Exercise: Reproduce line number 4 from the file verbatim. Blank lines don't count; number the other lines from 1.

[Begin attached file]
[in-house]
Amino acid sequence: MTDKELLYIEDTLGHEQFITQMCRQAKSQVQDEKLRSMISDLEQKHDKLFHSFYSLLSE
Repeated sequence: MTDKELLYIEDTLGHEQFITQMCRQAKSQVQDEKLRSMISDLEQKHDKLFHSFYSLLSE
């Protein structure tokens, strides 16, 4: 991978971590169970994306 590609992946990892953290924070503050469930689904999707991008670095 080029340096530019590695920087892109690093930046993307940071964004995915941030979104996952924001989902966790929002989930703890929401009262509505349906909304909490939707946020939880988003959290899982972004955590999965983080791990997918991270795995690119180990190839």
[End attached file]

């Protein structure tokens, strides 16, 4: 991978971590169970994306 590609992946990892953290924070503050469930689904999707991008670095 080029340096530019590695920087892109690093930046993307940071964004995915941030979104996952924001989902966790929002989930703890929401009262509505349906909304909490939707946020939880988003959290899982972004955590999965983080791990997918991270795995690119180990190839």